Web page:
, 2022-05-18 09:09:45,
Since Boston-based retirement plan provider Fidelity announced last month that it would allow bitcoin investments in 401(k) accounts for 23,000 companies, there has been increased interest in ‘how to add bitcoin to your retirement account.’
Is it practical? If yes, is it a good idea? Cryptocurrencies are known to be the most volatile digital assets and pegging your entire retirement benefits on them requires a deep understanding of the enormous changing trends in the global crypto market. In the past one month alone, $800 billion in valuation has been wiped off the market in a recent crypto crash.
In the past few years, the crypto investing frenzy has gone entirely against the original principles of cryptocurrency blockchain systems such as decentralization and immutability. Most bitcoins are still held by ‘whales’—someone with large amounts of bitcoin—and institutional investors.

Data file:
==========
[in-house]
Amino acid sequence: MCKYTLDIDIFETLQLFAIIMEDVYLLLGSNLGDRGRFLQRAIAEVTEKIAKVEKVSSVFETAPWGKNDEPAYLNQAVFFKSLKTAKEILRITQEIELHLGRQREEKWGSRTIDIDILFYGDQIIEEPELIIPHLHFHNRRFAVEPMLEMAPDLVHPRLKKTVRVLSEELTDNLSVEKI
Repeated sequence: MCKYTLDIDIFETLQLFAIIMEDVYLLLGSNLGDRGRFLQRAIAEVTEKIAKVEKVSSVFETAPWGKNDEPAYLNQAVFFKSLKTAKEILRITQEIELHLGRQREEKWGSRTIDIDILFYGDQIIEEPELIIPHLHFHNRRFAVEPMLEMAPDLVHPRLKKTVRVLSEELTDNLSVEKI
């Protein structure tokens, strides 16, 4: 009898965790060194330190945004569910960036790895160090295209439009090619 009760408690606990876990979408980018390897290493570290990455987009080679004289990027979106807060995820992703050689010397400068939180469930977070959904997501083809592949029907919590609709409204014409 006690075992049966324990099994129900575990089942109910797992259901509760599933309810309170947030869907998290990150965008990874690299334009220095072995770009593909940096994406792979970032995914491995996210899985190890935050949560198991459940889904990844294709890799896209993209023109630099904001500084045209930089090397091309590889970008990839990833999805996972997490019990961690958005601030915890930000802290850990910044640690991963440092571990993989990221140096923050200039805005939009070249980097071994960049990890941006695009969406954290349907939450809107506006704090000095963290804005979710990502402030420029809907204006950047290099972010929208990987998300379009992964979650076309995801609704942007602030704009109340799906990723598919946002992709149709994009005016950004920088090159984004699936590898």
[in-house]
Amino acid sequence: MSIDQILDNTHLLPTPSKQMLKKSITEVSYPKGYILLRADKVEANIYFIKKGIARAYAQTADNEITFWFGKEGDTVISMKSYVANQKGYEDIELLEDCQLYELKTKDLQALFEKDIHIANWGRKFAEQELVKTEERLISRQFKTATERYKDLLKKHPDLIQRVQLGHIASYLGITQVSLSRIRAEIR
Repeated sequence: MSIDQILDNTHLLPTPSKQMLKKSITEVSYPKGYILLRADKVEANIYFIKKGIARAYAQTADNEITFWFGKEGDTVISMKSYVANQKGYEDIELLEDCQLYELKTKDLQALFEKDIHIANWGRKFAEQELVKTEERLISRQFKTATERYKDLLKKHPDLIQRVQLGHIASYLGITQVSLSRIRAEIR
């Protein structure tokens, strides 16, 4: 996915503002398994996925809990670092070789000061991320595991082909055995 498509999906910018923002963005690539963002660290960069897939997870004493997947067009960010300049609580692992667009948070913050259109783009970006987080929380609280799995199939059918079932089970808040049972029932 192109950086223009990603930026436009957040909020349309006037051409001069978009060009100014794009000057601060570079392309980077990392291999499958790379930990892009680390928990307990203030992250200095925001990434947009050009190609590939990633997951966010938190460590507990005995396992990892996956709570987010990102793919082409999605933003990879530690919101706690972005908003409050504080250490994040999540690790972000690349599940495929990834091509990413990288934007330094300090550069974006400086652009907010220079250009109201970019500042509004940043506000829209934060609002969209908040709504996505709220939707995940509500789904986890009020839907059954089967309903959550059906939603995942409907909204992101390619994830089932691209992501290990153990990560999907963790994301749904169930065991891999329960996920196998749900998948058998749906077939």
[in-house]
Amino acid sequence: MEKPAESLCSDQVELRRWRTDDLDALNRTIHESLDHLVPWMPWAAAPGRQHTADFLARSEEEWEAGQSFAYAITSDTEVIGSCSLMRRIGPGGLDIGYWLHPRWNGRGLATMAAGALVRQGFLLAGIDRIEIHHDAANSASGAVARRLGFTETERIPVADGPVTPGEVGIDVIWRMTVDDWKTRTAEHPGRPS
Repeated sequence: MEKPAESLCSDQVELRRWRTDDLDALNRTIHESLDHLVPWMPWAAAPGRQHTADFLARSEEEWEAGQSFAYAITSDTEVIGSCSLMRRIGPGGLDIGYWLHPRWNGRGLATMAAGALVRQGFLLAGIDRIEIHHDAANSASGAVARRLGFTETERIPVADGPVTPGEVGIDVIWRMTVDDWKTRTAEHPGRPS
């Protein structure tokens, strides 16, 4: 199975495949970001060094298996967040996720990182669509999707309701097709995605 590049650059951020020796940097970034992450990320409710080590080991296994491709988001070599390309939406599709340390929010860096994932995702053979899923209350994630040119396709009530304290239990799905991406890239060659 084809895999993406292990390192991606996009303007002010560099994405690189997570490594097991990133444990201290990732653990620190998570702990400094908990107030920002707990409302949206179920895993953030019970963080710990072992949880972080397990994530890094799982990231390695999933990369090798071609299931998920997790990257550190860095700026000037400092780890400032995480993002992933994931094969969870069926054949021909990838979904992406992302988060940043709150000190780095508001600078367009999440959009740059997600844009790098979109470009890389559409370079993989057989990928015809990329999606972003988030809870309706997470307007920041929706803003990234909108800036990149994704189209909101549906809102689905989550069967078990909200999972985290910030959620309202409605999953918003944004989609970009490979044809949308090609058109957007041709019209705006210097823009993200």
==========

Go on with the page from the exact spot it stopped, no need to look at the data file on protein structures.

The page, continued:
Mainstream crypto has promised to ‘democratize’ a lot of things but in reality, the wealthiest 82 individual crypto wallet holders account for almost 15% of the total supply of bitcoin, according to River Financial, a San Francisco based financial services firm.
Anonymity in the crypto world makes it a risky one
Due to the pseudo-anonymity of players in the crypto world, it has a high potential for scams, rug pulls, and other types of dishonest tactics. That means if you choose to commit your funds to an individual retirements account (IRA) provider, you will need to vet them properly first.
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